Original publication: October 2017
Authors: Jacques Delors Institut – Berlin: Jörg Haas
Notre Europe-Jacques Delors Institute: Eulalia Rubio
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This in-depth analysis assesses possible consequences of Brexit for the EU budget and, in particular, the Common Agricultural Policy (CAP).

  • We discuss how the negotiations about the ‘Brexit bill’ could affect the current and the post-2020 Multiannual Financial Framework (MFF), and CAP spending in particular.
  • We analyse how Brexit affects the EU budget structurally and how the EU can adjust to the expected budget shortfall.
  • We offer a quantitative assessment of the impact of Brexit on CAP net balances, including different adjustment scenarios and estimates of their impact on the remaining Member States.

 

The Brexit bill

Negotiations about the so-called ‘Brexit bill’ or ‘financial settlement’ will determine the extent to which the UK pays its share of the financial obligations jointly undertaken by EU countries while the UK was member of the EU.

  • At the moment of writing, negotiations on the Brexit financial settlement are in deadlock. The EU has published its position on the matter but the UK has so far refused to detail which obligations it recognises.
  • The implications of the Brexit bill negotiations for CAP spending depend not only on the overall size of the bill agreed but on the type of financial obligation covered. If the UK accepts to contribute to the EU budget until the end of MFF but does not cover RAL pending in 2020, both EARDF and EAGF spending will be preserved until 2020 but negotiations about the next MFF will be complicated by an unexpectedly large amount of RAL.
The Brexit gap

We estimate that Brexit will leave a permanent shortfall of €10.2 billion per year in the EU budget. This gap has to be filled either through higher national contributions, spending cuts, a combination of both, or the introduction of new Own Resources.

  • According to our calculations, an increase in contributions disproportionally affects some of the EU’s largest net contributors such as Germany, The Netherlands and Sweden. In part, this is because they currently benefit from a ‘rebate on the rebate’ on their contributions that will no longer apply once the UK leaves. Brexit not only increases the financing burden on the EU-27, it also changes how the burden is shared.
  • The Brexit gap can also be addressed by reducing spending. It is, however, important to stress that the required savings are substantial compared to many EU programmes. Therefore, large spending categories like CAP are likely to come under pressure if the EU budget is cut.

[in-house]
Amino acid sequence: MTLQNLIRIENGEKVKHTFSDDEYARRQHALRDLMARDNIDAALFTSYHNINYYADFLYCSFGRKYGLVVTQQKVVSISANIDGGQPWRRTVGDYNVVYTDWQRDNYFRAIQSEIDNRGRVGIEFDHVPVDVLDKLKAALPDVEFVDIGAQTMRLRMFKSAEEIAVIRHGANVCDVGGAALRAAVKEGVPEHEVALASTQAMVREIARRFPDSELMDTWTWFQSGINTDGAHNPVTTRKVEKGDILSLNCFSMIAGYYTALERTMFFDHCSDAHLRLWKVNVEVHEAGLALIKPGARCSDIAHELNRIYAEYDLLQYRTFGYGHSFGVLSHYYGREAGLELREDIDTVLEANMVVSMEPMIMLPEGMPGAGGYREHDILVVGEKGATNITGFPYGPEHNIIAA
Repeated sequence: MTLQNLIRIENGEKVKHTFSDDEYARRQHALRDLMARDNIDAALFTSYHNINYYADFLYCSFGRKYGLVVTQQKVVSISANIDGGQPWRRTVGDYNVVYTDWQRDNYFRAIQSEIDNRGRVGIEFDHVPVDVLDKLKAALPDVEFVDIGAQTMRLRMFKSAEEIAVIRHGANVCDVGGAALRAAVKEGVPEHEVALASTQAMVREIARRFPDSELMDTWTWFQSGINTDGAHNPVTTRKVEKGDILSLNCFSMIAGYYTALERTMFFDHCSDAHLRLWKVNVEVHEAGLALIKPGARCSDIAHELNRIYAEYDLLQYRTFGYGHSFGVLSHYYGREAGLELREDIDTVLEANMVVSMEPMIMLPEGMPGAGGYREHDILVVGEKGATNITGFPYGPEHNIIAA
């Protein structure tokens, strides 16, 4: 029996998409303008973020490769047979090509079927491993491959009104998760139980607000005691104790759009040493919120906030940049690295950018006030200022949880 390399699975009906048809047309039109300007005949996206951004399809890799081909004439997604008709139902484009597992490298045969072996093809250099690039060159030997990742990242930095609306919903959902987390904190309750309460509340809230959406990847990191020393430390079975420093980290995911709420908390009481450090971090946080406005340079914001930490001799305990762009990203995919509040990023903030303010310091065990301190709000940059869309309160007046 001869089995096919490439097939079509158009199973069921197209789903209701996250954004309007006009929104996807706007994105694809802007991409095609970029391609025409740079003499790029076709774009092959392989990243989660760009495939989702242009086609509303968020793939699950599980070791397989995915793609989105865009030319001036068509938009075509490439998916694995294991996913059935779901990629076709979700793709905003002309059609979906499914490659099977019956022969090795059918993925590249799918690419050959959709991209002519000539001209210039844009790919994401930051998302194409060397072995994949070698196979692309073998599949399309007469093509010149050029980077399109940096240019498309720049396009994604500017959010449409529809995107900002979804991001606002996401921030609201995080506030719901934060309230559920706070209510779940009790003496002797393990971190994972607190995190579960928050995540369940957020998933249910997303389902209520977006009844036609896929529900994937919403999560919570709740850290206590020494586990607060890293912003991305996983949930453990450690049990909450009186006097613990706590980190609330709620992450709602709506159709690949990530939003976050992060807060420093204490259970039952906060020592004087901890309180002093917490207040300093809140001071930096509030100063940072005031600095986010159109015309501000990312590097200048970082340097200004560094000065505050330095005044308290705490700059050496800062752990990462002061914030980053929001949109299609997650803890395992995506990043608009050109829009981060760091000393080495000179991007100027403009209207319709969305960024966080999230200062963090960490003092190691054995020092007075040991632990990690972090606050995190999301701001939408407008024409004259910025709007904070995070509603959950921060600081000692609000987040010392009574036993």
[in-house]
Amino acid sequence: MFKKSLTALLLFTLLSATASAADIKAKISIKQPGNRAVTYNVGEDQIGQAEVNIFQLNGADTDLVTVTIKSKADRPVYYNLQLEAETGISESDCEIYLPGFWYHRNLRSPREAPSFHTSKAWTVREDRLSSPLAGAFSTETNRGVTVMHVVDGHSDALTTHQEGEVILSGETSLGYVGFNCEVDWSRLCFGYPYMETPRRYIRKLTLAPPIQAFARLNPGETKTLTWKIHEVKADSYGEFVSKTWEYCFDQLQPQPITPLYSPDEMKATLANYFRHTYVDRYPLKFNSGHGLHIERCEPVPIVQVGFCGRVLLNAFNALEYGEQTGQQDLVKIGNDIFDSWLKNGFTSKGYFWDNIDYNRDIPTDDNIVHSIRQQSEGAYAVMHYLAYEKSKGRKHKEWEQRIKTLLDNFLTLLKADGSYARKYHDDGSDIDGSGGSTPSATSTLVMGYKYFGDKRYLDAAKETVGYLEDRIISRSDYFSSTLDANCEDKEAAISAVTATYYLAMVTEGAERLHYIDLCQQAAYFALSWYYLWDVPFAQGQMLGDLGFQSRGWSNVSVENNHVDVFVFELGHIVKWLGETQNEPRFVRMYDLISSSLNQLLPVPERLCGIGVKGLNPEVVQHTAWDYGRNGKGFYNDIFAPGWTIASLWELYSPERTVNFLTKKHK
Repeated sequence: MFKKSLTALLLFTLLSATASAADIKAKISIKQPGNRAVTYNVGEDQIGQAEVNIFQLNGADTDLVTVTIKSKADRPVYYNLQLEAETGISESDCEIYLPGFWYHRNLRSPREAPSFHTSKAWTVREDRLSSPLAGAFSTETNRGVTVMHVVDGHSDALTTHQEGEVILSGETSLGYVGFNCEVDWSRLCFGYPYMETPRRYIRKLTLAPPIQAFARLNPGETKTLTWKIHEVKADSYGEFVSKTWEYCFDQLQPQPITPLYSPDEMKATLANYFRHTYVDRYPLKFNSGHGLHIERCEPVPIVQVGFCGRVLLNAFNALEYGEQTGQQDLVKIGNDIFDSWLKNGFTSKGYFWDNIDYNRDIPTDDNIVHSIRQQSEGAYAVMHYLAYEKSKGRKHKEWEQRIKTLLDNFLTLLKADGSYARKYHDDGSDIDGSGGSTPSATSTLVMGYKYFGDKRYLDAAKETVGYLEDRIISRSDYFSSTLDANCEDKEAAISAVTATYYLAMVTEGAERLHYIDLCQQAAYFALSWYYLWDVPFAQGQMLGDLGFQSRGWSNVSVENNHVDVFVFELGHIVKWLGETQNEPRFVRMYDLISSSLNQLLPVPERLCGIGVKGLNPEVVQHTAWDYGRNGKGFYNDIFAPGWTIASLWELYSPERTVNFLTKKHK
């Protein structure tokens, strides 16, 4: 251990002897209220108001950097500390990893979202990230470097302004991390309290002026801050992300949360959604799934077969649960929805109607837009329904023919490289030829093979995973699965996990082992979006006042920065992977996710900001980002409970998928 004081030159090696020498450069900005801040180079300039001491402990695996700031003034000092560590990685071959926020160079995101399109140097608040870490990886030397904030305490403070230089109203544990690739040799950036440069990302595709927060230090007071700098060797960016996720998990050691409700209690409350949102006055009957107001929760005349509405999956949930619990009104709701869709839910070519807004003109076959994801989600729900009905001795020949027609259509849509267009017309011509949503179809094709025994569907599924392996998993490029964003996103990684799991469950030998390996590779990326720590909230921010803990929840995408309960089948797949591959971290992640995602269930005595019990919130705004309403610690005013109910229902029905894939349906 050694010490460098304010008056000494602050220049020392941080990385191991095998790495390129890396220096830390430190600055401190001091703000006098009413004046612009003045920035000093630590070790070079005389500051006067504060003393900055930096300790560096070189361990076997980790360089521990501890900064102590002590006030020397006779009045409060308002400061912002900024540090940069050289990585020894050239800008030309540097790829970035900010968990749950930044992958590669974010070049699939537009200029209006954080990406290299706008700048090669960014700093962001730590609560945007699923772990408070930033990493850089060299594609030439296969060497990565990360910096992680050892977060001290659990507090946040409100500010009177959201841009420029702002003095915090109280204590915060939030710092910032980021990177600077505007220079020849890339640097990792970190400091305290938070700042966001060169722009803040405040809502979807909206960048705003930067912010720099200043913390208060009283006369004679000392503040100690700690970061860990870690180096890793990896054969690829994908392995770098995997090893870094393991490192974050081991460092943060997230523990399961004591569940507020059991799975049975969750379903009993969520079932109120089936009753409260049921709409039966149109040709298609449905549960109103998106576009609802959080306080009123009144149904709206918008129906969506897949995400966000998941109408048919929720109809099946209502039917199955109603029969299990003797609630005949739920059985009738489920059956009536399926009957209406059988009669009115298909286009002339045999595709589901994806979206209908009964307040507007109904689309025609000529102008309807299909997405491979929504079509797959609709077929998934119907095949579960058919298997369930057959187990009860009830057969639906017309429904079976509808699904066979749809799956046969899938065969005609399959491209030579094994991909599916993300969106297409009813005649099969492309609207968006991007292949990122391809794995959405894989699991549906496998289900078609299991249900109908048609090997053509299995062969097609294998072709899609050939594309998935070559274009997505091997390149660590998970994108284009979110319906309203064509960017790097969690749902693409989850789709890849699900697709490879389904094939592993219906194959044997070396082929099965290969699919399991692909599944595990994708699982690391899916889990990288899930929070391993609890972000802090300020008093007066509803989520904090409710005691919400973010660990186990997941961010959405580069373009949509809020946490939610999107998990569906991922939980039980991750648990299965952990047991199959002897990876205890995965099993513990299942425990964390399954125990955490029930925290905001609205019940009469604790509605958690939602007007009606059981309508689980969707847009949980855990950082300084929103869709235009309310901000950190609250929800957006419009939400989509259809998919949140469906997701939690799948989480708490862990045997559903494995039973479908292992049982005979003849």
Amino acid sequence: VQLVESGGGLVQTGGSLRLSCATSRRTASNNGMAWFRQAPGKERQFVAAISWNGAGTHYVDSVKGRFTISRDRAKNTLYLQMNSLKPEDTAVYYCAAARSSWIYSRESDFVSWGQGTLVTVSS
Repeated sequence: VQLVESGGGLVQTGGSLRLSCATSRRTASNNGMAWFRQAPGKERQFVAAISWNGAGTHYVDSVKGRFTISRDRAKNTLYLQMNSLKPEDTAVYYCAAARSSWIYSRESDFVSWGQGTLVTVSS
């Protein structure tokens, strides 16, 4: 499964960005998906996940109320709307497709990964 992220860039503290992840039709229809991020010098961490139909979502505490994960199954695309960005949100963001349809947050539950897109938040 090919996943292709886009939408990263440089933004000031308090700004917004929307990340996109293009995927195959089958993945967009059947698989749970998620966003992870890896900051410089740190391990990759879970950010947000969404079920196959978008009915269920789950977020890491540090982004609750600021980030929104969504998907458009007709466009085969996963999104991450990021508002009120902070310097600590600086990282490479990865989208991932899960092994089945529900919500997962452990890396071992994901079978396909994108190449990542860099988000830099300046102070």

• There is no default method for adapting the current MFF to the departure of a Member State.
Brexit and the CAP

We estimate that the British net contribution in the field of CAP amounts to €3 billion annually. However, spending cuts after Brexit could exceed that sum if other EU programmes are prioritised. We outline how the CAP can be adjusted to Brexit and what the implications for Member States are:

  • Higher contributions affect today’s biggest net contributors the most. If the current CAP spending levels are maintained after Brexit, Member States’ contributions to the CAP must increase by €3 billion. We estimate that in this scenario, large net recipients like Poland and Greece are almost unaffected. Austria, Germany, The Netherlands and Sweden lose the most in relative and in absolute terms. Generally, net contributors pay for the lion’s share of the shortfall, which increases imbalances in the CAP.
  • Reducing CAP spending puts a higher burden of adjustment on CAP net recipients. Our estimates suggest that cutting expenditure by a relatively small amount like €3 billion has a mixed effect. Among the largest losers in this scenario are CAP net contributors like Germany and The Netherlands, but also net recipients like Spain and Poland. If CAP expenditure is cut by €10 billion, net contributors gain. At the same time, the losses of net recipients are significant in this scenario, not only in absolute terms, but also compared to government spending in relatively poor countries like Bulgaria.
Conclusions and recommendations
  • There is no pain-free way of adjusting CAP spending to the Brexit gap. However, the budgetary impact of the different reform options is in most cases limited when compared to general government spending.
  • The EU should be careful about linking the agreement on the Brexit bill to an agreement on a future and hypothetical transitional period, as proposed by the UK. Moving to the second phase without any clear agreement on the Brexit bill could enable the UK to use money as a bargaining chip when negotiating the future relationship between the EU and the UK.
  • The EU’s first priority in the Brexit bill negotiations should be to minimise the adverse financial impact of Brexit on the current and future MFF. If concessions are needed, they can come from other elements of the deal such as the UK’s participation in EU bodies and funds, payment for pensions and other employees’ benefits or payment for contingent liabilities.
  • Bargaining about budget cuts and contribution increases should not be limited to one spending area, but include the entire system of EU finances. For example, net contributors might be more willing to accept further increases in their payments if the overall budget is reformed.
  • While Brexit can provide the narrative for a profound reform in the architecture of the CAP, aimed not only at reducing overall CAP spending but at rendering CAP more effective and sustainable, a major revision of CAP might not be feasible before 2022 or 2023, with implementation starting in 2024 or 2025.

Link to the full study: http://bit.ly/602-007

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